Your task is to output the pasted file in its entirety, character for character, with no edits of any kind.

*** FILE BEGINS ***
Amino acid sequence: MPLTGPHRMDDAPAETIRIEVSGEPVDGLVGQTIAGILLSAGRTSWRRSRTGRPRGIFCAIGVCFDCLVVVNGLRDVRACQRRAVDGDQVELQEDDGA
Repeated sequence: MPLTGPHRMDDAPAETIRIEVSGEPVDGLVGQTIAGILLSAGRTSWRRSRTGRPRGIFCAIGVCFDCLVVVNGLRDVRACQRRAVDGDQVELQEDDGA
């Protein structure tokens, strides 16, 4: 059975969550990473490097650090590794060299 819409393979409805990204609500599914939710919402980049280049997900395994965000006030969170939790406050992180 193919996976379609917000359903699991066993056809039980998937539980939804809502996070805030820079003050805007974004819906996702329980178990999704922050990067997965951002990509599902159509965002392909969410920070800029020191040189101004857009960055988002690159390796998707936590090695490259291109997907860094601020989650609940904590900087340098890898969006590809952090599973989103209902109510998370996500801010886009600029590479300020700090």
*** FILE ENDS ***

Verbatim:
Amino acid sequence: MPLTGPHRMDDAPAETIRIEVSGEPVDGLVGQTIAGILLSAGRTSWRRSRTGRPRGIFCAIGVCFDCLVVVNGLRDVRACQRRAVDGDQVELQEDDGA
Repeated sequence: MPLTGPHRMDDAPAETIRIEVSGEPVDGLVGQTIAGILLSAGRTSWRRSRTGRPRGIFCAIGVCFDCLVVVNGLRDVRACQRRAVDGDQVELQEDDGA
């Protein structure tokens, strides 16, 4: 059975969550990473490097650090590794060299 819409393979409805990204609500599914939710919402980049280049997900395994965000006030969170939790406050992180 193919996976379609917000359903699991066993056809039980998937539980939804809502996070805030820079003050805007974004819906996702329980178990999704922050990067997965951002990509599902159509965002392909969410920070800029020191040189101004857009960055988002690159390796998707936590090695490259291109997907860094601020989650609940904590900087340098890898969006590809952090599973989103209902109510998370996500801010886009600029590479300020700090």